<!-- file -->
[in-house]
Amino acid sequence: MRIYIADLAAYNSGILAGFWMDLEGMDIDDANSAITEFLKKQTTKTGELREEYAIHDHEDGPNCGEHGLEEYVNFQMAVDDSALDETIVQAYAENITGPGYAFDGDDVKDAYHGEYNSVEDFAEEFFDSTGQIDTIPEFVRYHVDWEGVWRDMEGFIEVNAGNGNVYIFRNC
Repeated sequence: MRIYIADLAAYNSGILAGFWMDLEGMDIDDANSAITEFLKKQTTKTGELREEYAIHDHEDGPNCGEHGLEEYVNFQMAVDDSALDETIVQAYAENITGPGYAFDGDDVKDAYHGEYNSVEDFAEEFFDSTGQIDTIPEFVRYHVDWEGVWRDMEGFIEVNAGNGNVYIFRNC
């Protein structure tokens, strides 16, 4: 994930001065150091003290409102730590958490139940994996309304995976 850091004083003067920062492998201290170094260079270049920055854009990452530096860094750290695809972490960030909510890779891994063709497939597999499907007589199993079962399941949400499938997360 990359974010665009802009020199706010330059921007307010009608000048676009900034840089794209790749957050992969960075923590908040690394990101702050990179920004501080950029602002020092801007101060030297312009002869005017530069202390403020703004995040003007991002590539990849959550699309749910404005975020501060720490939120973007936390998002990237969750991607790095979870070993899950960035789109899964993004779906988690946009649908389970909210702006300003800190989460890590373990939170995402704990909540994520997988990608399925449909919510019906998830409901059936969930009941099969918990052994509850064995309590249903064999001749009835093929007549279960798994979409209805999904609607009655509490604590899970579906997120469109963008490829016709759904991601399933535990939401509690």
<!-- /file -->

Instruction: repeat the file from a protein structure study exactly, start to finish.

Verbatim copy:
[in-house]
Amino acid sequence: MRIYIADLAAYNSGILAGFWMDLEGMDIDDANSAITEFLKKQTTKTGELREEYAIHDHEDGPNCGEHGLEEYVNFQMAVDDSALDETIVQAYAENITGPGYAFDGDDVKDAYHGEYNSVEDFAEEFFDSTGQIDTIPEFVRYHVDWEGVWRDMEGFIEVNAGNGNVYIFRNC
Repeated sequence: MRIYIADLAAYNSGILAGFWMDLEGMDIDDANSAITEFLKKQTTKTGELREEYAIHDHEDGPNCGEHGLEEYVNFQMAVDDSALDETIVQAYAENITGPGYAFDGDDVKDAYHGEYNSVEDFAEEFFDSTGQIDTIPEFVRYHVDWEGVWRDMEGFIEVNAGNGNVYIFRNC
């Protein structure tokens, strides 16, 4: 994930001065150091003290409102730590958490139940994996309304995976 850091004083003067920062492998201290170094260079270049920055854009990452530096860094750290695809972490960030909510890779891994063709497939597999499907007589199993079962399941949400499938997360 990359974010665009802009020199706010330059921007307010009608000048676009900034840089794209790749957050992969960075923590908040690394990101702050990179920004501080950029602002020092801007101060030297312009002869005017530069202390403020703004995040003007991002590539990849959550699309749910404005975020501060720490939120973007936390998002990237969750991607790095979870070993899950960035789109899964993004779906988690946009649908389970909210702006300003800190989460890590373990939170995402704990909540994520997988990608399925449909919510019906998830409901059936969930009941099969918990052994509850064995309590249903064999001749009835093929007549279960798994979409209805999904609607009655509490604590899970579906997120469109963008490829016709759904991601399933535990939401509690």